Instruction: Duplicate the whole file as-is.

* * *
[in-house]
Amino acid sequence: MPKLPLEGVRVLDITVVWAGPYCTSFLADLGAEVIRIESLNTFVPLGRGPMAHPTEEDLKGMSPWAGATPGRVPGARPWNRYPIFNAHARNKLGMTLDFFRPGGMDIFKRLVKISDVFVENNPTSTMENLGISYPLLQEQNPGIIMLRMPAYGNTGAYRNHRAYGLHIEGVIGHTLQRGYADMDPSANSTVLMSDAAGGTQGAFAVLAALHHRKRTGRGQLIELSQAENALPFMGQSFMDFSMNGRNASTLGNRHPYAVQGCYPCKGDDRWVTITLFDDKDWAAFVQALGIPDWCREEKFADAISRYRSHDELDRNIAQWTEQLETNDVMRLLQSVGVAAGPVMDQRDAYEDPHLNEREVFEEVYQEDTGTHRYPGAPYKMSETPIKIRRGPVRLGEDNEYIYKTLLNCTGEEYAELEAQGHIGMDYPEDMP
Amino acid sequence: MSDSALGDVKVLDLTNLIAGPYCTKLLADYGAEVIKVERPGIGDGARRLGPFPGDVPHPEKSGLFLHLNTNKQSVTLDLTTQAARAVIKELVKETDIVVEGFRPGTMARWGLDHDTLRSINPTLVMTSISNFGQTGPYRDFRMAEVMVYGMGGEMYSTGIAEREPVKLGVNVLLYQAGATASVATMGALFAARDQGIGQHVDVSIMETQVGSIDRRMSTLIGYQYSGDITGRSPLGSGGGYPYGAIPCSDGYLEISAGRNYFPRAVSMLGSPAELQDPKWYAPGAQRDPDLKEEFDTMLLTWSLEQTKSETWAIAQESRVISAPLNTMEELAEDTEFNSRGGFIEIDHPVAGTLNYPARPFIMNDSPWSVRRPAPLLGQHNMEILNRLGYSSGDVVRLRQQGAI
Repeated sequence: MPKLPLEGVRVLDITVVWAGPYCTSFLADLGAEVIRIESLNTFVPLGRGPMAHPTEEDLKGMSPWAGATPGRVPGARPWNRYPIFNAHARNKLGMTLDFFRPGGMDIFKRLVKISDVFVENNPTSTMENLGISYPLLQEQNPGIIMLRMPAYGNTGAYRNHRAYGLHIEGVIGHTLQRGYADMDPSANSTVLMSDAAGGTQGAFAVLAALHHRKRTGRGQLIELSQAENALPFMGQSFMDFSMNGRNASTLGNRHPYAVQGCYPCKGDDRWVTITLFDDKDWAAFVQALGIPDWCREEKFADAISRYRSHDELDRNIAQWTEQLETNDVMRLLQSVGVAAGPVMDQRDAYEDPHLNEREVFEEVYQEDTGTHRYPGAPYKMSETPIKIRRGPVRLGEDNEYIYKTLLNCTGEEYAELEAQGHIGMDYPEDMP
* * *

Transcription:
[in-house]
Amino acid sequence: MPKLPLEGVRVLDITVVWAGPYCTSFLADLGAEVIRIESLNTFVPLGRGPMAHPTEEDLKGMSPWAGATPGRVPGARPWNRYPIFNAHARNKLGMTLDFFRPGGMDIFKRLVKISDVFVENNPTSTMENLGISYPLLQEQNPGIIMLRMPAYGNTGAYRNHRAYGLHIEGVIGHTLQRGYADMDPSANSTVLMSDAAGGTQGAFAVLAALHHRKRTGRGQLIELSQAENALPFMGQSFMDFSMNGRNASTLGNRHPYAVQGCYPCKGDDRWVTITLFDDKDWAAFVQALGIPDWCREEKFADAISRYRSHDELDRNIAQWTEQLETNDVMRLLQSVGVAAGPVMDQRDAYEDPHLNEREVFEEVYQEDTGTHRYPGAPYKMSETPIKIRRGPVRLGEDNEYIYKTLLNCTGEEYAELEAQGHIGMDYPEDMP
Amino acid sequence: MSDSALGDVKVLDLTNLIAGPYCTKLLADYGAEVIKVERPGIGDGARRLGPFPGDVPHPEKSGLFLHLNTNKQSVTLDLTTQAARAVIKELVKETDIVVEGFRPGTMARWGLDHDTLRSINPTLVMTSISNFGQTGPYRDFRMAEVMVYGMGGEMYSTGIAEREPVKLGVNVLLYQAGATASVATMGALFAARDQGIGQHVDVSIMETQVGSIDRRMSTLIGYQYSGDITGRSPLGSGGGYPYGAIPCSDGYLEISAGRNYFPRAVSMLGSPAELQDPKWYAPGAQRDPDLKEEFDTMLLTWSLEQTKSETWAIAQESRVISAPLNTMEELAEDTEFNSRGGFIEIDHPVAGTLNYPARPFIMNDSPWSVRRPAPLLGQHNMEILNRLGYSSGDVVRLRQQGAI
Repeated sequence: MPKLPLEGVRVLDITVVWAGPYCTSFLADLGAEVIRIESLNTFVPLGRGPMAHPTEEDLKGMSPWAGATPGRVPGARPWNRYPIFNAHARNKLGMTLDFFRPGGMDIFKRLVKISDVFVENNPTSTMENLGISYPLLQEQNPGIIMLRMPAYGNTGAYRNHRAYGLHIEGVIGHTLQRGYADMDPSANSTVLMSDAAGGTQGAFAVLAALHHRKRTGRGQLIELSQAENALPFMGQSFMDFSMNGRNASTLGNRHPYAVQGCYPCKGDDRWVTITLFDDKDWAAFVQALGIPDWCREEKFADAISRYRSHDELDRNIAQWTEQLETNDVMRLLQSVGVAAGPVMDQRDAYEDPHLNEREVFEEVYQEDTGTHRYPGAPYKMSETPIKIRRGPVRLGEDNEYIYKTLLNCTGEEYAELEAQGHIGMDYPEDMP